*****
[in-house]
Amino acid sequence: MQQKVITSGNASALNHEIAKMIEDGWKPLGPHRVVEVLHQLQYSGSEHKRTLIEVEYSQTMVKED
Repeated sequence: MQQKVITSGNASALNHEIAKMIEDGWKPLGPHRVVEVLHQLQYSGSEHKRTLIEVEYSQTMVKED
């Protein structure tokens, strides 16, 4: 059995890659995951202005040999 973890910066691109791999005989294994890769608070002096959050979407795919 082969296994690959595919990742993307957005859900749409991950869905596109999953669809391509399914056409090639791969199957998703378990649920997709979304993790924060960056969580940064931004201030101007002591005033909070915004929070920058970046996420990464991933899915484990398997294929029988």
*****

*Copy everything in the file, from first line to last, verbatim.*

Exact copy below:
[in-house]
Amino acid sequence: MQQKVITSGNASALNHEIAKMIEDGWKPLGPHRVVEVLHQLQYSGSEHKRTLIEVEYSQTMVKED
Repeated sequence: MQQKVITSGNASALNHEIAKMIEDGWKPLGPHRVVEVLHQLQYSGSEHKRTLIEVEYSQTMVKED
């Protein structure tokens, strides 16, 4: 059995890659995951202005040999 973890910066691109791999005989294994890769608070002096959050979407795919 082969296994690959595919990742993307957005859900749409991950869905596109999953669809391509399914056409090639791969199957998703378990649920997709979304993790924060960056969580940064931004201030101007002591005033909070915004929070920058970046996420990464991933899915484990398997294929029988």